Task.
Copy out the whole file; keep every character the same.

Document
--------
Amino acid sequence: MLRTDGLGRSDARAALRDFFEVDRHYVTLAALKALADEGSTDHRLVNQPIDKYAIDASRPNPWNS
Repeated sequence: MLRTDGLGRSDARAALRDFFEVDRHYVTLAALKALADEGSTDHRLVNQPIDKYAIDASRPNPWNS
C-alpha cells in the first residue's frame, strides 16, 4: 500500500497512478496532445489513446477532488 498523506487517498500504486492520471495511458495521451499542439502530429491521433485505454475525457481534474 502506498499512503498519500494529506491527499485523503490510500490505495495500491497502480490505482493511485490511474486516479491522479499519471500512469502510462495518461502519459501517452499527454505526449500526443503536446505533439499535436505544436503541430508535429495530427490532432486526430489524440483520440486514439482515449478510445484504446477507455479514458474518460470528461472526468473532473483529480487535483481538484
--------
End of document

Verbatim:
Amino acid sequence: MLRTDGLGRSDARAALRDFFEVDRHYVTLAALKALADEGSTDHRLVNQPIDKYAIDASRPNPWNS
Repeated sequence: MLRTDGLGRSDARAALRDFFEVDRHYVTLAALKALADEGSTDHRLVNQPIDKYAIDASRPNPWNS
C-alpha cells in the first residue's frame, strides 16, 4: 500500500497512478496532445489513446477532488 498523506487517498500504486492520471495511458495521451499542439502530429491521433485505454475525457481534474 502506498499512503498519500494529506491527499485523503490510500490505495495500491497502480490505482493511485490511474486516479491522479499519471500512469502510462495518461502519459501517452499527454505526449500526443503536446505533439499535436505544436503541430508535429495530427490532432486526430489524440483520440486514439482515449478510445484504446477507455479514458474518460470528461472526468473532473483529480487535483481538484